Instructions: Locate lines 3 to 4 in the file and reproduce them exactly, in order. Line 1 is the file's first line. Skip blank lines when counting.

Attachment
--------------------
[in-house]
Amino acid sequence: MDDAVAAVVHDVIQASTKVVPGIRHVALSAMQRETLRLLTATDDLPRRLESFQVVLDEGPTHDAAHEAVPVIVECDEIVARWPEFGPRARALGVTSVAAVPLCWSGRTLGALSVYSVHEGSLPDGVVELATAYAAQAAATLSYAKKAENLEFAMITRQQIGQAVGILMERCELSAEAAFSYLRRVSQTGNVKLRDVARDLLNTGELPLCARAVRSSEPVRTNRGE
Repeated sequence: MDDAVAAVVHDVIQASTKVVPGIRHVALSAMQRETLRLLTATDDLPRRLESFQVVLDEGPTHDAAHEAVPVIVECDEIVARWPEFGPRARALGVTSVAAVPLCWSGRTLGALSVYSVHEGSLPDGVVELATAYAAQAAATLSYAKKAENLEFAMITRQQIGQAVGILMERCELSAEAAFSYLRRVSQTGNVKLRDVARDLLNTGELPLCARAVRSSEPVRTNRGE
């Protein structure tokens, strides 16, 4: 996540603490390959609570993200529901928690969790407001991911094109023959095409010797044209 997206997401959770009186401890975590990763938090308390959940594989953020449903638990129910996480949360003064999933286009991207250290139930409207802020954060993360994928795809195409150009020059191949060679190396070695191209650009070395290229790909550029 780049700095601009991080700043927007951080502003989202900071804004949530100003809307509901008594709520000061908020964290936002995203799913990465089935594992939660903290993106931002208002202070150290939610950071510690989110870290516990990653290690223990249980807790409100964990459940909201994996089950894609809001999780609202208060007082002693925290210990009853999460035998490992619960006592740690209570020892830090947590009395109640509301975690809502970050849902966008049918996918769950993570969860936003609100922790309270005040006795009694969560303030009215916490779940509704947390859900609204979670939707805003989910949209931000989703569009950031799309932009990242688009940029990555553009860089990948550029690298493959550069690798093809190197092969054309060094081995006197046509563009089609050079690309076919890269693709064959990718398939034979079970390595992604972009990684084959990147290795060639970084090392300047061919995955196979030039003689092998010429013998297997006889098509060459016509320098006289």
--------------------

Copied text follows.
Repeated sequence: MDDAVAAVVHDVIQASTKVVPGIRHVALSAMQRETLRLLTATDDLPRRLESFQVVLDEGPTHDAAHEAVPVIVECDEIVARWPEFGPRARALGVTSVAAVPLCWSGRTLGALSVYSVHEGSLPDGVVELATAYAAQAAATLSYAKKAENLEFAMITRQQIGQAVGILMERCELSAEAAFSYLRRVSQTGNVKLRDVARDLLNTGELPLCARAVRSSEPVRTNRGE
């Protein structure tokens, strides 16, 4: 996540603490390959609570993200529901928690969790407001991911094109023959095409010797044209 997206997401959770009186401890975590990763938090308390959940594989953020449903638990129910996480949360003064999933286009991207250290139930409207802020954060993360994928795809195409150009020059191949060679190396070695191209650009070395290229790909550029 780049700095601009991080700043927007951080502003989202900071804004949530100003809307509901008594709520000061908020964290936002995203799913990465089935594992939660903290993106931002208002202070150290939610950071510690989110870290516990990653290690223990249980807790409100964990459940909201994996089950894609809001999780609202208060007082002693925290210990009853999460035998490992619960006592740690209570020892830090947590009395109640509301975690809502970050849902966008049918996918769950993570969860936003609100922790309270005040006795009694969560303030009215916490779940509704947390859900609204979670939707805003989910949209931000989703569009950031799309932009990242688009940029990555553009860089990948550029690298493959550069690798093809190197092969054309060094081995006197046509563009089609050079690309076919890269693709064959990718398939034979079970390595992604972009990684084959990147290795060639970084090392300047061919995955196979030039003689092998010429013998297997006889098509060459016509320098006289």